Along with having the tallest peak in South-East Asia, Borneo is blessed with one of the most biodiverse environments on the planet. Upon reaching the Malaysian part of the island, getting out and experiencing some of this wildlife was therefore top of our list. And there are certainly plenty of opportunities to witness some of Borneo’s coolest creatures both in the wild and at dedicated nature reserves.
After climbing Mt. Kinabalu, we decided to head east to the coastal town of Sandakan, around five hours by bus from Kinabalu National Park. One of the most popular things to do in the area is to take a boat cruise along the Kinabatangan River, Malaysia’s second largest river and one of the world’s largest ecosystems.
Stretching 560 kms, the river provides more than enough space for exploration without coming into much contact with other boats, and most importantly, not overwhelming the creatures that live within it. Although they call it a cruise, you won’t be finding any large vessels here, but rather small motor boats that seat around 12 people.
Day trips as well as multi-day trips that include basic accommodation by the river are available. We chose the two-day one-night package as it gave us a few opportunities to get out on the river and fit our time availability and budget. The one-day trip only includes one boat ride and if you’re keen to catch a glimpse of the best of Borneo, that’s a lot of pressure for a short experience on the river.
We were extremely lucky though that on the first boat ride we saw everything we had hoped to see and more.
We saw Borneo’s proboscis monkey – pretty much guaranteed given their prevalence along the river – but nonetheless cool to see these cheeky things messing about in the wild.
Followed by long-tailed macaques.
Then we were blessed to see a wild orangutan – a not so common sight and a ridiculous spot by the guide who made this sighting from a tiny hand up in the tree tops. We were constantly amazed at how the guides spotted the smallest movements or signs of life from afar.
But the highlight of the day, and the entire trip, would have to be the two herds of Bornean pygmy elephants. We were in awe of the group of between 6-10 that we first came across, but were ecstatic to witness a group of around 30 with a baby in tow, tooting away with its tiny trunk. Well, at least what we thought was a baby. The miniature stature of these creatures hides their true age. The guide estimated this cutie to be around 20-25 years old!
The night cruise didn’t yield as many results but already thrilled with what we had seen during the day, we weren’t disappointed. We did see a number of owls and colorful kingfishers, a python (we still have no idea how the guide could see it in the dark from the other side of the river nestled in rocks of very similar color), and a baby crocodile.
That night we stayed in a dorm by the river. It was simple but perfectly adequate. After a long day, we fell asleep quickly and woke early for a morning cruise. We again came across lots of birds and many active proboscis monkeys. We also ventured down a small tributary and fed the tiny fish in the river. There were so many that you could catch them with your bare hands!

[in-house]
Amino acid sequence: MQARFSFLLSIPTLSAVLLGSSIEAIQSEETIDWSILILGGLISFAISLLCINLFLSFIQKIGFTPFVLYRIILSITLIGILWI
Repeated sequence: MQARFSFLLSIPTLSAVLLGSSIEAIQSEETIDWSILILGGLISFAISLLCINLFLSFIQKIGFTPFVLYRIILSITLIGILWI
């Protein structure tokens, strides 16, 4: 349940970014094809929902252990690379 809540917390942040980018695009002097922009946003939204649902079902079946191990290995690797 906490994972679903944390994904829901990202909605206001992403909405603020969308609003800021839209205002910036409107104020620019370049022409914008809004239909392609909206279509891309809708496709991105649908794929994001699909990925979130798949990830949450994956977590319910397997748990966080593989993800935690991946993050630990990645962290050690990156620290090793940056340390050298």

After breakfast, the tour was over and we decided to head to the Sandakan War Memorial and the Sepilok Orangutan Rehabilitation Centre with a couple of new friends from the river tour. If you miss out on seeing orangutans at Kinabatangan, then this is your chance to witness some in a protected semi-wild environment.
The Sepilok Orangutan Rehabilitation Centre takes in orangutans who have been orphaned primarily as a result of illegal logging, deforestation and the black market pet trade. It is situated on 43 sq kms of rainforest on the edge of Kabili Sepilok Forest Reserve. Once a rescued orangutan’s health is checked and they have acquired the necessary skills for survival, they are released into the reserve to fend for themselves. This process can take up to 7 years!
There are two feeding sessions a day when the orangutans can come for a free feed. However, as they are roaming freely the presence of many (if any) forest friends is not guaranteed, especially when fruits are in season. Feeding is deliberately kept minimal and monotonous to encourage them to forage for themselves. There are two feeding times a day: 10am and 3pm. If you’re tossing up which one to go to, a number of travelers have reported that there are usually more orangutans at the afternoon session. However, the entry ticket allows you to attend both viewings on the same day. There is a 4pm bus after the second feeding that can take you back to the city center for RM5.
The Sepilok Orangutan Rehabilitation Centre is open from 9am-4pm daily. Entry costs RM30 and RM10 to take in a camera. You will be required to put all other belongings into a locker during feeding times (10am and 3pm). Remember to arrive at least 15 minutes ahead of time to make your way along the forest walkway to the viewing area.
The Kinabatangan River is around two and a half hours drive from Sandakan. We booked our two-day one-night Kinabatangan River cruise through Sea View Sandakan Budget and Backpackers Hostel who made reservations on our behalf with a company called Sukau Greenview for RM289 per person. While this price was definitely on the lower end from our research, apparently there are cheaper packages available so if you have the time to shop around and compare, you can probably save a little ringgit here. That said, the Sea View made it very easy for us to book and helped us arrange it after 8pm at night for departure the next day over tea and banana fritters – that was after randomly inviting us in off the street to share dinner with them because it was someone’s birthday, and we weren’t even staying there!
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